then soap opera is like hollandaise sauce. Making hollandaise is tricky business. It's an emulsion, and you have to keep whisking; add the butter to the eggs too quickly, the whole thing separates and falls apart. And so it is with how soap opera viewers suspend disbelief.
The very nature of soaps demands more of viewers than other dramatic media when it comes to suspending disbelief. It's a delicate balance. And more than any other dramatic medium, outside elements can influence how viewers take in what's on the screen. Sometimes those elements can enhance (here). Sometimes they intrude: when Harley wasn't able to find her father's name at the Vietnam Memorial, it should have been a moving moment. But for me it wasn't because while Justin Deas had not yet appeared as Buzz Cooper, the news that he would had been widely reported in the soap media. Had the story revealed that Buzz was alive while Harley was looking for his name, then I would have been able to fully experience the emotions of those moments at the Wall. But because my knowledge came from outside the story, the emotional impact was blunted.
It can be a real juggling act and most of the time viewers deal with it. But there are limits, and last week Guiding Light exceeded them. I could go with Ed diagnosing Phillip's terminal illness in the absence of any on-screen symptoms. It was a small sacrifice to watch the scenes between Peter Simon and Grant Aleksander I described here, and the story I hope will follow.
That was Wednesday and Thursday. On Friday... Well, let me start by acknowledging that soaps have always played fast and loose with pregnancies, which often exceed the actual human gestation period of 40 weeks. Though not always; on As the World Turns (which has abandoned any pretense of realism) Vienna was showing a couple of days after she conceived. But when the Friday previews all but said that Natalia is only now finding out that she's pregnant 19 weeks - 19 WEEKS! - after she slept with Frank, well... Let's just say it's time to toss the hollandaise.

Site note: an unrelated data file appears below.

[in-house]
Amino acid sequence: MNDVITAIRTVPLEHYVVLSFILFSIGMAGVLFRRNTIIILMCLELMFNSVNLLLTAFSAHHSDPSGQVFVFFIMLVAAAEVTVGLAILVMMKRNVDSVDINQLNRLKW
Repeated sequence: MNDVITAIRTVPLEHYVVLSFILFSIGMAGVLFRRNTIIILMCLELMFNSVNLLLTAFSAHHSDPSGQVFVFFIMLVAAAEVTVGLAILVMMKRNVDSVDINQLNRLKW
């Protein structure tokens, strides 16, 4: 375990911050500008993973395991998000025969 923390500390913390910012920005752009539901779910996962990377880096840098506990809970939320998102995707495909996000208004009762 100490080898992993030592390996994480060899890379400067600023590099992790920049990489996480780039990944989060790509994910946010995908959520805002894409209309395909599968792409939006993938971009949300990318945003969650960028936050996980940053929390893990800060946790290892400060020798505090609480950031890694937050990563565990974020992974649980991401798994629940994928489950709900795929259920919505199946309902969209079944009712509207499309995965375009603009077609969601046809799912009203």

I mean, viewers all knew that the writers had to get Natalia off the canvas to accommodate Jessica Leccia's maternity leave. But introducing a pregnancy almost five months after conception? And after several scenes of Natalia knocking back tequila shots? That actually could have been an interesting story: a devout Catholic confronting the possibility of Fetal Alcohol Syndrome - after coming to grips with falling in love with a woman - but not with the show ending five weeks after Leccia's return. What is Jill Lorie Hurst thinking? Or is it Jill Lorie Hurst? This post on TWoP raises an interesting possibility:
Jen419 speculated in the awesome Behind the Scenes Drama thread that the recent twists sound more like David Kreizman's work, and I agree. I wonder if he took on more of a role when Jill Lorie Hurst was instructed to craft a year's worth of storylines for that one-in-a-billion chance GL would get picked up by a cable channel.
Of course, word is that David Kreizman is coming to ATWT. Can't wait!
© 2009 Lynn Liccardo
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